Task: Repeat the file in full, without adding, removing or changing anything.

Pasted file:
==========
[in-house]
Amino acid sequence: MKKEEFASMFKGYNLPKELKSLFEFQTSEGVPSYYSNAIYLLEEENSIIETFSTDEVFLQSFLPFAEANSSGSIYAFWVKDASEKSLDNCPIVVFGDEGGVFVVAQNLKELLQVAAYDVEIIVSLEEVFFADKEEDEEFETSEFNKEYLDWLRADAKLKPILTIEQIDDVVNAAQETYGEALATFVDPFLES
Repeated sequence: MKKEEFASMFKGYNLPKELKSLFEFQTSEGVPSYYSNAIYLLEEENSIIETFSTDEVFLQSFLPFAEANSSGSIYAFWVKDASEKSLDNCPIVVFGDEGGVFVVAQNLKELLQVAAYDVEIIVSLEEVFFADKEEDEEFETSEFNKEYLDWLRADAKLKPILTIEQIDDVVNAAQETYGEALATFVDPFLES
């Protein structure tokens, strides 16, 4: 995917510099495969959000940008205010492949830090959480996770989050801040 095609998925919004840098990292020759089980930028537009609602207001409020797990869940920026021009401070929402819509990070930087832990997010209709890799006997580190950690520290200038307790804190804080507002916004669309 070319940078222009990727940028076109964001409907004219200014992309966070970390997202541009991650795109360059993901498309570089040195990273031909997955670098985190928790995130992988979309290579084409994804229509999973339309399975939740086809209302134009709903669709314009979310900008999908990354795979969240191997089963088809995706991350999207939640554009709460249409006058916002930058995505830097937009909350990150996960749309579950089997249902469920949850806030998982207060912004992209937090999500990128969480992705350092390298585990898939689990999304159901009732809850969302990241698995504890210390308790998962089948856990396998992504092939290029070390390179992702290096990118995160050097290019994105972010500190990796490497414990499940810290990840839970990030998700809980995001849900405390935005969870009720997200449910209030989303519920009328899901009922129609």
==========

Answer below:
[in-house]
Amino acid sequence: MKKEEFASMFKGYNLPKELKSLFEFQTSEGVPSYYSNAIYLLEEENSIIETFSTDEVFLQSFLPFAEANSSGSIYAFWVKDASEKSLDNCPIVVFGDEGGVFVVAQNLKELLQVAAYDVEIIVSLEEVFFADKEEDEEFETSEFNKEYLDWLRADAKLKPILTIEQIDDVVNAAQETYGEALATFVDPFLES
Repeated sequence: MKKEEFASMFKGYNLPKELKSLFEFQTSEGVPSYYSNAIYLLEEENSIIETFSTDEVFLQSFLPFAEANSSGSIYAFWVKDASEKSLDNCPIVVFGDEGGVFVVAQNLKELLQVAAYDVEIIVSLEEVFFADKEEDEEFETSEFNKEYLDWLRADAKLKPILTIEQIDDVVNAAQETYGEALATFVDPFLES
């Protein structure tokens, strides 16, 4: 995917510099495969959000940008205010492949830090959480996770989050801040 095609998925919004840098990292020759089980930028537009609602207001409020797990869940920026021009401070929402819509990070930087832990997010209709890799006997580190950690520290200038307790804190804080507002916004669309 070319940078222009990727940028076109964001409907004219200014992309966070970390997202541009991650795109360059993901498309570089040195990273031909997955670098985190928790995130992988979309290579084409994804229509999973339309399975939740086809209302134009709903669709314009979310900008999908990354795979969240191997089963088809995706991350999207939640554009709460249409006058916002930058995505830097937009909350990150996960749309579950089997249902469920949850806030998982207060912004992209937090999500990128969480992705350092390298585990898939689990999304159901009732809850969302990241698995504890210390308790998962089948856990396998992504092939290029070390390179992702290096990118995160050097290019994105972010500190990796490497414990499940810290990840839970990030998700809980995001849900405390935005969870009720997200449910209030989303519920009328899901009922129609």